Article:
Lord Beswick rose to call attention to the statement made by the Chancellor of the Duchy of Lancaster on 23rd July 1985 that the 96.9 per cent increase in money supply over a five-year period has been created by the private banking system and without Government authority; and to move for Papers.
The noble Lord said: My Lords, on 10th June this year I asked Her Majesty’s Government by what amount the money supply had increased in the five-year period to mid-April 1985.
Interestingly, they gave me the answer in percentages and not in pounds. Having given him prior notice, perhaps the Minister would be good enough later to give me the answer in money terms.
The Government reply on 10th June was that the increase had been by 101.9 per cent, and that of that very large amount only 5 per cent was accounted for by the state minting of more coins and the printing of more notes.
That 96.9 per cent increase represented not only an enormous sum of money but also a crucially important factor in our economy.
wanted to know by whom it had been created, and on 23rd July I again asked Her Majesty’s Government to what extent this increase had Government approval. I was told by the Chancellor of the Duchy, speaking for the Government:
“The 96.9 per cent represented new bank deposits created in the normal course of banking business and no Government authority is necessary for this.”
Had he said that some counterfeiter of coins or forger of notes had been at work there would of course have been an immediate and indignant outcry; yet here we have a government statement that private institutions have created this enormous amount of extra purchasing power and we are expected to accept that it is normal practice and that the government authority does not come into it.
When I asked whether we ought not to consider more deeply who was benefiting from this money-creating power, the Minister said that the implications, though interesting, were maybe too far reaching for Question Time; and so I raise the matter again in debate and hope to get more enlightenment. The issues are important; they are certainly under-discussed; perhaps not adequately understood; and I hope that I am not being unduly unfair if I say that those who understand the mechanisms often do very well out of them.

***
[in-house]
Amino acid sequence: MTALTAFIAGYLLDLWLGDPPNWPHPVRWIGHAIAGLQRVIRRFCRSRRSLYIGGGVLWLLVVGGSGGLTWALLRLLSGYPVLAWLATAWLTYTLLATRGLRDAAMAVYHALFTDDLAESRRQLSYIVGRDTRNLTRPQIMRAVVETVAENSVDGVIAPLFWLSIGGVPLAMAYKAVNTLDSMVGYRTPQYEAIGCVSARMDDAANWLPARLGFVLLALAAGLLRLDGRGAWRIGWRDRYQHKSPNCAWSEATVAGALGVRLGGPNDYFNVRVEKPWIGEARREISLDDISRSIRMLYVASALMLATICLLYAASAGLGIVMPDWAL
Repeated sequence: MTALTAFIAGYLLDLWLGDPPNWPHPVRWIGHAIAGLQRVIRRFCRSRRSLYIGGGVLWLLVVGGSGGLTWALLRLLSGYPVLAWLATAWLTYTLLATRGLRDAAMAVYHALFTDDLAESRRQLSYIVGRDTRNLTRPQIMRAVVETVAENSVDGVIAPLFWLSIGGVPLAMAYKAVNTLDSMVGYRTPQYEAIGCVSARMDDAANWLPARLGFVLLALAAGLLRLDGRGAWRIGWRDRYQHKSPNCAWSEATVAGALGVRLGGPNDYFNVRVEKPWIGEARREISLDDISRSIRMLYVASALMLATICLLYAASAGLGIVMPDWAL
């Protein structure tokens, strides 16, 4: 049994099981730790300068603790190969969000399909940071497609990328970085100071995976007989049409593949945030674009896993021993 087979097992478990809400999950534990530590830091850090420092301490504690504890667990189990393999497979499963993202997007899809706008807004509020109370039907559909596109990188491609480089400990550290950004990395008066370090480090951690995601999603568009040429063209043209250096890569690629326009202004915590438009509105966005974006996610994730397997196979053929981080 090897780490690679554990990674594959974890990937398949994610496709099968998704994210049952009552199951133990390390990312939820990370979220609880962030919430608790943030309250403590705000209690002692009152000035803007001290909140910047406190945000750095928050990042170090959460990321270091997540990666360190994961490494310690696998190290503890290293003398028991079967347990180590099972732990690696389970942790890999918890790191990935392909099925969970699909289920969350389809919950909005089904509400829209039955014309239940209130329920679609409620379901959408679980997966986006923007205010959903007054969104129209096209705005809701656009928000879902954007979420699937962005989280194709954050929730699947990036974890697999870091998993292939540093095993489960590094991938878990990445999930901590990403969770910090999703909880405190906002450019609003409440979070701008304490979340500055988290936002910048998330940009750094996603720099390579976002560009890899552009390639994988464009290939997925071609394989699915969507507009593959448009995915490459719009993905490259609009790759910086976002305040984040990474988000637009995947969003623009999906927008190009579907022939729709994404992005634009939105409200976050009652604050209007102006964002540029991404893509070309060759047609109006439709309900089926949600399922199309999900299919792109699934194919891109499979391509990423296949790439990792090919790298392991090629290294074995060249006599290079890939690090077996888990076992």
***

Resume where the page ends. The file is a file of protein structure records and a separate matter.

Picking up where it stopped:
I make no party point; it is all much bigger and wider than that.
From what point should we start? There is the elementary fact that in a sensible, civilised society, with a steadily expanding economy, there must be a proper and agreed relationship between money available to buy goods and services and the volume of goods and services that may be bought.
At any one time it can be a matter for argument that the money volume should be increased or decreased, but that does not diminish the importance of the relationship; and of course it leaves open the question as to who should have the responsibility for managing the volume.
Over the years very interesting people have recognised that there was a problem and that new ideas and new machinery were needed. The late Thomas A. Edison (full Thomas Edison quote), whose inquiring mind cannot be belittled, once said:
“It is absurd to say that our country can issue 30 million dollars in bonds and not 30 million dollars in currency. Both are promises to pay. But one promise fattens the usurer and the other helps the people”.
President Abraham Lincoln apparently thought the same. According to a United State’s Congressional sub-committee report that I was reading recently, he insisted upon the government issuing 346 million dollars in money — the so-called greenbacks — instead of issuing interest-bearing bonds and paying interest upon them.
Before the 1939-1945 war, in a time of unemployment, poverty, unused resources and deflated prices, I recall that there was widespread demand for increasing the volume of money.
People like Major Douglas, Oscar Sachse and the late Sir Stafford Cripps, I recall, once advocated the ingenious mechanism of Silvio Gesell to increase purchasing power by quickening the speed of circulation. In more recent years, but again in times of unused resources but this time with rising prices, there has been another movement, with Professor Friedman to the fore, for example, which appears to be saying that all could be well if we reduced the volume of money supply.
I do not claim that any of those people has the whole truth, but it seems to me that each of them knew the direction in which the truth lies. For myself I say strongly that, given the importance of the money supply, that supply should be under the effective and professionally responsible management of the state.